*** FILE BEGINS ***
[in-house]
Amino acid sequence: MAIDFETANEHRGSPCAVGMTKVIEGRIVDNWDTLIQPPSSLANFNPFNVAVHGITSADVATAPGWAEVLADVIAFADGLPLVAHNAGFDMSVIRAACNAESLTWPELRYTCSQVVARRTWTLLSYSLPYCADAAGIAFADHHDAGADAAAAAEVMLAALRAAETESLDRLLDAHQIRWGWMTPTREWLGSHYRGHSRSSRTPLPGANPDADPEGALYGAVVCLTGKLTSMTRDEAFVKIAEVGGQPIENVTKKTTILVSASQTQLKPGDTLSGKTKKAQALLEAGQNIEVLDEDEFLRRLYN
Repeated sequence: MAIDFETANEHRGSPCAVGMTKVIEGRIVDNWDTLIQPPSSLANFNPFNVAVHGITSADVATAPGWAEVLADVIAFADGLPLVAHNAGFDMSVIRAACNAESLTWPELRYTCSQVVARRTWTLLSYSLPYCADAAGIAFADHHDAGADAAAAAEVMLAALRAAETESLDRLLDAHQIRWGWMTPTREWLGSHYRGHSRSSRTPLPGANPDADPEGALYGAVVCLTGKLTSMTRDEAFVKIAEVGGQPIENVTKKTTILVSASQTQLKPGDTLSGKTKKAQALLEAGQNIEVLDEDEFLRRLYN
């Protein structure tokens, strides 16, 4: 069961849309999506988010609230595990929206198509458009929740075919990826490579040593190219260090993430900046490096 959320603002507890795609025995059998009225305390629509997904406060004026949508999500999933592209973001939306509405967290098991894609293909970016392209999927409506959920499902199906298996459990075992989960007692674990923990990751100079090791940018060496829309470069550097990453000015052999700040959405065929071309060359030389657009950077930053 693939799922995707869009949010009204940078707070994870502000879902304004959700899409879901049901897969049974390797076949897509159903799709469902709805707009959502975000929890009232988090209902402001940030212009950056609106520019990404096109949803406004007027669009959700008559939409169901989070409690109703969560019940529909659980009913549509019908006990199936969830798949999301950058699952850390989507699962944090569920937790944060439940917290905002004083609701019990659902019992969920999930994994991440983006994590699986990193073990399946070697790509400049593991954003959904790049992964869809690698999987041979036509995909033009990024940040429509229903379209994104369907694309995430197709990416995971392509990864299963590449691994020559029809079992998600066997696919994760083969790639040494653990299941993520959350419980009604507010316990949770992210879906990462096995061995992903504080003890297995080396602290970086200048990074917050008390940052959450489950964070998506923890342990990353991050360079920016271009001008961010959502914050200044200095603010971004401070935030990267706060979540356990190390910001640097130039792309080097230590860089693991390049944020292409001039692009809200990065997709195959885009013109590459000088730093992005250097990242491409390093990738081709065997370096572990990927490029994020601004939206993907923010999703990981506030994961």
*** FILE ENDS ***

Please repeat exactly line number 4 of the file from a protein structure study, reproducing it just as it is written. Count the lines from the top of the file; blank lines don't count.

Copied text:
């Protein structure tokens, strides 16, 4: 069961849309999506988010609230595990929206198509458009929740075919990826490579040593190219260090993430900046490096 959320603002507890795609025995059998009225305390629509997904406060004026949508999500999933592209973001939306509405967290098991894609293909970016392209999927409506959920499902199906298996459990075992989960007692674990923990990751100079090791940018060496829309470069550097990453000015052999700040959405065929071309060359030389657009950077930053 693939799922995707869009949010009204940078707070994870502000879902304004959700899409879901049901897969049974390797076949897509159903799709469902709805707009959502975000929890009232988090209902402001940030212009950056609106520019990404096109949803406004007027669009959700008559939409169901989070409690109703969560019940529909659980009913549509019908006990199936969830798949999301950058699952850390989507699962944090569920937790944060439940917290905002004083609701019990659902019992969920999930994994991440983006994590699986990193073990399946070697790509400049593991954003959904790049992964869809690698999987041979036509995909033009990024940040429509229903379209994104369907694309995430197709990416995971392509990864299963590449691994020559029809079992998600066997696919994760083969790639040494653990299941993520959350419980009604507010316990949770992210879906990462096995061995992903504080003890297995080396602290970086200048990074917050008390940052959450489950964070998506923890342990990353991050360079920016271009001008961010959502914050200044200095603010971004401070935030990267706060979540356990190390910001640097130039792309080097230590860089693991390049944020292409001039692009809200990065997709195959885009013109590459000088730093992005250097990242491409390093990738081709065997370096572990990927490029994020601004939206993907923010999703990981506030994961």